There's a reason your vacuum, car, potato chips, are way louder than they need to be. Surprisingly it’s done on purpose.
Engineers and designers manipulate the auditory element of products. Some of the biggest culprits are vacuums and cars.
Car manufacturers have been caught selling cars to fake engine sounds to boost sales.
As car tech improved, we’ve been able to product powerful noises out of them – which is what people want out of them. The louder a car is the more powerful it is perceived to be. Its not necessarily true these days. The silent sound an electric vehicle like a Tesla makes can be one example.
The same concept can be applied to vacuum cleaners, which don’t have to be so loud. But public perception demands that they need to be loud in order to be effective. Its also got to do with making the sounds sound good. The auditory feedback they expect. Like amplifying the sound of dust particles hitting the inside of the vacuum giving you the satisfaction of knowing you’ve picked up a lot of dust.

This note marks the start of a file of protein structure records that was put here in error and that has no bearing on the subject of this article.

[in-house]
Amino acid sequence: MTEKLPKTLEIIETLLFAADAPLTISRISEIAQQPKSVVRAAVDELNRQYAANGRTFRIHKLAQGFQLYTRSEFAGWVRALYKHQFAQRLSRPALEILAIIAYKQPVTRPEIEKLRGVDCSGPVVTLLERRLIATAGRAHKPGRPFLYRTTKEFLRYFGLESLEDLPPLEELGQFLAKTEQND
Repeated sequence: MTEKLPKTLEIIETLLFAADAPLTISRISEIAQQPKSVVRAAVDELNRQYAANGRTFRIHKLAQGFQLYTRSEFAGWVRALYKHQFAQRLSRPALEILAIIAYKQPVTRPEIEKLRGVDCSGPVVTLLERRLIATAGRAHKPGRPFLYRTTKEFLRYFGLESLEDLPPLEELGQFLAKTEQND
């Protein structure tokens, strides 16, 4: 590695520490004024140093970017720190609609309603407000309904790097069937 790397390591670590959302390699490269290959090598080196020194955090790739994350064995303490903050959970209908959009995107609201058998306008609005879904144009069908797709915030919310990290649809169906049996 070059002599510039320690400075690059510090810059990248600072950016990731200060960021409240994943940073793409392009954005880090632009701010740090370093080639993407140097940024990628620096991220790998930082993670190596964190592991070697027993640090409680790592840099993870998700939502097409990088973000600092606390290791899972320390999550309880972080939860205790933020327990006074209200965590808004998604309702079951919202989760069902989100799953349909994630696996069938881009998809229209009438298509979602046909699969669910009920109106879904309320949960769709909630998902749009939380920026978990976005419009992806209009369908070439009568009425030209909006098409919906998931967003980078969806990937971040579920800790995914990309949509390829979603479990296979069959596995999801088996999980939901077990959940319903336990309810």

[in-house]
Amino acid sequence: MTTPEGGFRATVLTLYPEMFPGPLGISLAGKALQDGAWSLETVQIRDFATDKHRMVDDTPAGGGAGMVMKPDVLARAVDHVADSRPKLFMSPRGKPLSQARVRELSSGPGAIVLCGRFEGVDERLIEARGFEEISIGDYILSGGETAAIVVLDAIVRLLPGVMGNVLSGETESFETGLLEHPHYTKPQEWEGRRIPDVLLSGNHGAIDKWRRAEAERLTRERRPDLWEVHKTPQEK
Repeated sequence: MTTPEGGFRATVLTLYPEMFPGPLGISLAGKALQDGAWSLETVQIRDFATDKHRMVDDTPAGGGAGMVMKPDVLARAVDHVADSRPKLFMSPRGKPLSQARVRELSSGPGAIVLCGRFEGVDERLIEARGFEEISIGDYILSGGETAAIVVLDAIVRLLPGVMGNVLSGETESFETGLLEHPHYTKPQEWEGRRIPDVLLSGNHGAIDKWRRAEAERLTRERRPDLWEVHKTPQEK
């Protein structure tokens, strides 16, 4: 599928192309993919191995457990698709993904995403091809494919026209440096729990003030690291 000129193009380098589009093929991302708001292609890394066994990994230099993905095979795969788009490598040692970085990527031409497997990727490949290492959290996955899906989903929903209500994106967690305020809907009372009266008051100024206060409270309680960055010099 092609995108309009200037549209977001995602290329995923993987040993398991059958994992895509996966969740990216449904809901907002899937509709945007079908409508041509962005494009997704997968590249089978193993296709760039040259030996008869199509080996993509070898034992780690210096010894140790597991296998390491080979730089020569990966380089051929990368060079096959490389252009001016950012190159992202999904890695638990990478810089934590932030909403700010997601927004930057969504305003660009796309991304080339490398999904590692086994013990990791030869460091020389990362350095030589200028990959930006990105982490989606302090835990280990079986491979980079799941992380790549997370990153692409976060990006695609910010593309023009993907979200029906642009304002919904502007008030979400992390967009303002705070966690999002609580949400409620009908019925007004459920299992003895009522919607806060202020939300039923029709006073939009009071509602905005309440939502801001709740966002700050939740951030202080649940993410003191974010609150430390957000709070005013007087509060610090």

People may love silence, but hey love the sound of doing something right way more.
Branding can play a part in this too - Harley Davidson tried to patent the iconic sound their motorbikes make.
The sound of someone opening a Snapple bottle, is part of the associated experience customers expect, and they’ve not even drunk the juice yet. The pop is meant to symbolize freshness, but what separates it form any other bottle.
Even the humble potato chip is designed with sound in mind. Research has shown one of the most important aspects to a potato chip is its crunchiness.
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